Biologists Point to Climate Change Impacting Ecosystems
A team of biologists in the College of Art and Sciences is taking a long look at how climate change may shift the way the green grasses grow.
Jason Fridley, associate professor of biology and co-founder of the Climate Change Garden at the University, is part of an international research project that has been examining the effects of warming climate on plant life in Northern England for more than 20 years.
Newly published in the cutting-edge journal Nature Climate Change, their research paper titled “Longer growing seasons shift grassland vegetation toward more productive species” (May 2016) offers insight into how various species of plant life may overtake others in a community because of changing global temperatures.
“We wanted to know whether longer growing seasons associated with global warming would create conditions favored by more aggressive, productive species,” explains Fridley, who helped lead Syracuse University into the project in 2007 through a National Science Foundation grant. “This is important because these grasslands are the basis for much of northern Europe’s agricultural sector, particularly sheep and dairy, and are where many of their rare plant and animal species occur.”
The team collected 24 species of plants from the Buxton Climate Change Impacts Laboratory (BCCIL) located in Derbyshire, England. The site is set up to experimentally manipulate different aspects of climate, e.g., temperature and precipitation, and track changes in vegetation and ecosystem properties. Those samples were then propagated and tested on site at the greenhouse facilities located within Syracuse University’s Life Sciences Complex by biology undergraduate Joshua Lynn ’13.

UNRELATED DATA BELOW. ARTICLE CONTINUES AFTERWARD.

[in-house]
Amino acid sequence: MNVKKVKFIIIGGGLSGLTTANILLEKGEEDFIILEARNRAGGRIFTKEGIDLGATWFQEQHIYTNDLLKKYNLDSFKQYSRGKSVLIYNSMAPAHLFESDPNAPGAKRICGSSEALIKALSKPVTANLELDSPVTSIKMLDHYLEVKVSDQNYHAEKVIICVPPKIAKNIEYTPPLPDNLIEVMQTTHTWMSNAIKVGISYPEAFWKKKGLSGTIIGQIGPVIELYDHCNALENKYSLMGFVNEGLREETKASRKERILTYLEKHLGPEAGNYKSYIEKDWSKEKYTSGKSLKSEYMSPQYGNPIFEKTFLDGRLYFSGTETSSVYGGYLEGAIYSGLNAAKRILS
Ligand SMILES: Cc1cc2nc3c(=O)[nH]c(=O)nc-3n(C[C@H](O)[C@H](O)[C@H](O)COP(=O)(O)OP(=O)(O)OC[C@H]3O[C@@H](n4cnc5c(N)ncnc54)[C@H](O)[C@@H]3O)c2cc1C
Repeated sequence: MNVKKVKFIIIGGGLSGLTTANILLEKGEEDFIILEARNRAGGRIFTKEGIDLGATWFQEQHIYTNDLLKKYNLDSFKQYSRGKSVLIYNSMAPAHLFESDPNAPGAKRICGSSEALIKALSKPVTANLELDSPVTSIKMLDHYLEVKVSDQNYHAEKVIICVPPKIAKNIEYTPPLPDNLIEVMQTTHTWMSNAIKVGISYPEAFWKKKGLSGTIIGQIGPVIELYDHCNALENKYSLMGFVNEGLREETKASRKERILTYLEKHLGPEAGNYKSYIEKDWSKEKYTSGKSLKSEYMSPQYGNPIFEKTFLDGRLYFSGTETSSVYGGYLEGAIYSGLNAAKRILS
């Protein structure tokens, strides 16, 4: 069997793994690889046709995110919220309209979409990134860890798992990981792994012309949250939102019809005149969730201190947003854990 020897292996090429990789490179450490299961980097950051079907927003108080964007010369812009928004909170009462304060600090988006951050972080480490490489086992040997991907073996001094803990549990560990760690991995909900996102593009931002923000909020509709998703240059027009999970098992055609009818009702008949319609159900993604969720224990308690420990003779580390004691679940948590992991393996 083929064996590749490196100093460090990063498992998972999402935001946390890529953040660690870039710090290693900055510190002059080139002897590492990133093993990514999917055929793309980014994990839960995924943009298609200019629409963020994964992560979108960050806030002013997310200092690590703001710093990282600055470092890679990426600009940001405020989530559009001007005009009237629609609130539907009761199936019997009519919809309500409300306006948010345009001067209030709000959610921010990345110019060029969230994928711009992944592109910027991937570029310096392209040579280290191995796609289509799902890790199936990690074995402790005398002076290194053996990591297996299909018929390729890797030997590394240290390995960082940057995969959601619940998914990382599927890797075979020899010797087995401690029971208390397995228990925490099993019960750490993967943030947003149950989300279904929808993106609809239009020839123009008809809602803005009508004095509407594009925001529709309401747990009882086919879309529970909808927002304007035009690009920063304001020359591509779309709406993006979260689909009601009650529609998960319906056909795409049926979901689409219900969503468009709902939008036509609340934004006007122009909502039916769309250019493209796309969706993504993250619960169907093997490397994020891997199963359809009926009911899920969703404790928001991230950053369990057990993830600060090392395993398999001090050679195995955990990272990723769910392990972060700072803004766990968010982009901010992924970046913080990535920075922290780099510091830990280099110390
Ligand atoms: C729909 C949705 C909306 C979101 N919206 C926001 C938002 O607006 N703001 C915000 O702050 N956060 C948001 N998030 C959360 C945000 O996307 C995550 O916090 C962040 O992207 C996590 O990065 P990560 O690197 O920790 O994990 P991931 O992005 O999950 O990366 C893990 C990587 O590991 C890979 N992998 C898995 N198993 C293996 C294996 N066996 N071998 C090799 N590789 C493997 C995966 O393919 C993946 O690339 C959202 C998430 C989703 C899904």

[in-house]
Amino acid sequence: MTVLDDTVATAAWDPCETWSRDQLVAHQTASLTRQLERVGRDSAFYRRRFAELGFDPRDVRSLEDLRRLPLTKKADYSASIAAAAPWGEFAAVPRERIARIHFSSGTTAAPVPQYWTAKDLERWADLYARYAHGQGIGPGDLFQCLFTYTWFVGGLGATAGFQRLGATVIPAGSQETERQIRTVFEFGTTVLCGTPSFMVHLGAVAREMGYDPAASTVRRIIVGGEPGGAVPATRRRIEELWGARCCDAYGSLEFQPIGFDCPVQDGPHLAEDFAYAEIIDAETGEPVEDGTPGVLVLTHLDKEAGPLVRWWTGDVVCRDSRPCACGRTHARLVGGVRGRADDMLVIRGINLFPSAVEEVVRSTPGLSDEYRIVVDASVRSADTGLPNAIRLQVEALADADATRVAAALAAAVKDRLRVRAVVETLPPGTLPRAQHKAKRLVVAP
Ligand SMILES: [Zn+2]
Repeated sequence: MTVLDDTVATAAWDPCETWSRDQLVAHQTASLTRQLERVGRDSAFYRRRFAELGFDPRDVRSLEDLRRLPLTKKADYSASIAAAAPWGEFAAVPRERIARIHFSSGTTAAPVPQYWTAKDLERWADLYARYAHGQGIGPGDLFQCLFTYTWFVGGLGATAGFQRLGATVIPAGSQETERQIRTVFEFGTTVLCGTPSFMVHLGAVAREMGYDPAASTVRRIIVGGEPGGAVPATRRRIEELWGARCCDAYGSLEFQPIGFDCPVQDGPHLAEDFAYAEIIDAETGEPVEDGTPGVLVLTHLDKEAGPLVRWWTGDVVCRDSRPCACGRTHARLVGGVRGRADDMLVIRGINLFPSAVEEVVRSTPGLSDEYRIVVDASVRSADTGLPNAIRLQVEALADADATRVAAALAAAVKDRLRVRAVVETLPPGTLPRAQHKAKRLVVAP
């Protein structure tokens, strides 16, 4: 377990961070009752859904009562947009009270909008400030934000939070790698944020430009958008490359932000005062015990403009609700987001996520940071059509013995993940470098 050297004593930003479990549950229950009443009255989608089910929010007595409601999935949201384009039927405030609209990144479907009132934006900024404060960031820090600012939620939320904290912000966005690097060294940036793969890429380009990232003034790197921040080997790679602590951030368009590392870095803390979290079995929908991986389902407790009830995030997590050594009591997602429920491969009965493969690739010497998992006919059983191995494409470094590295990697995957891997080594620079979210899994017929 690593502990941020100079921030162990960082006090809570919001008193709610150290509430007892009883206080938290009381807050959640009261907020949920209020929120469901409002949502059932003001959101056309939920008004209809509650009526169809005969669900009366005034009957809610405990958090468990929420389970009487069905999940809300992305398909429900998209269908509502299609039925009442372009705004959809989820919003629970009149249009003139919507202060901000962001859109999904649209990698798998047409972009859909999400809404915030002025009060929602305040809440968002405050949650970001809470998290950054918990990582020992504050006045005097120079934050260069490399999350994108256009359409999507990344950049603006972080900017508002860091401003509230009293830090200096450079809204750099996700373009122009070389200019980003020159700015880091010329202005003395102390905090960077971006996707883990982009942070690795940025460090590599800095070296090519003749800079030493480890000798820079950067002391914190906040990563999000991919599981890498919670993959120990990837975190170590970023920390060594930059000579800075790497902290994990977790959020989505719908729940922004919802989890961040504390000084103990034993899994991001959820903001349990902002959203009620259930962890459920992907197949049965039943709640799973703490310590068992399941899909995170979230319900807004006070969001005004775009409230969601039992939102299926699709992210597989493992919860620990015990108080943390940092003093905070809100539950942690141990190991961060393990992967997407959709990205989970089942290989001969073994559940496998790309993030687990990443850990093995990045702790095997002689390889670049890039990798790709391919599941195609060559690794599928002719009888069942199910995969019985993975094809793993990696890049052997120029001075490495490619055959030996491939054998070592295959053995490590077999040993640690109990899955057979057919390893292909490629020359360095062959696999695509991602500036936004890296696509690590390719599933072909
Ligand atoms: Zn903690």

The research paper is additionally co-authored by Lynn, site manager Andrew Askew and renowned plant ecologist Phil Grime, a professor emeritus at the University of Sheffield who was part of the initial team that founded BCCIL nearly 30 years ago.
Lynn, who is now a Ph.D. candidate at the University of New Mexico, is continuing his ecological research in the southern Colorado Rockies. A standout at Syracuse from the start, he began his involvement in the project as a student working in Fridley’s lab.
“Josh was able to grow 24 species in our state-of-the-art Syracuse greenhouse facility and subject them to a series of tests that allowed us to quantify their attributes related to competitive ability and stress tolerance behaviors,” says Fridley. “Josh was basically working at a graduate level and he was only a junior at the time.“
Although Lynn’s part in the study never brought him to the English site, he believes the exposure to this type of long-range research at Syracuse was invaluable to his academic and postgraduate goals.
“My time at Syracuse was beyond expectation. I sought out research opportunities and the first major project I had the fortune to work on was this study. In the Fridley lab, I learned many of the concepts and tools that I still use today,” says Lynn.
This summer, Fridley and his research team will conduct further investigations while continuing their longtime collaboration with UK research teams at Lancaster University and the University of Liverpool. The biologists hope to better understand how plant species adapt to warmer and drier conditions, and whether climate change has an effect on the plants’ genetic diversity.
“Because climate change effects continue to evolve in our study system, even after 23 years, this project is a reminder that long-term monitoring is essential to fully understand how plants and animals respond to a changing environment,” clarifies Fridley. “Most studies, if funded at all, are supported for three to five years, which is a tiny slice of the lifetime of most of these plants.”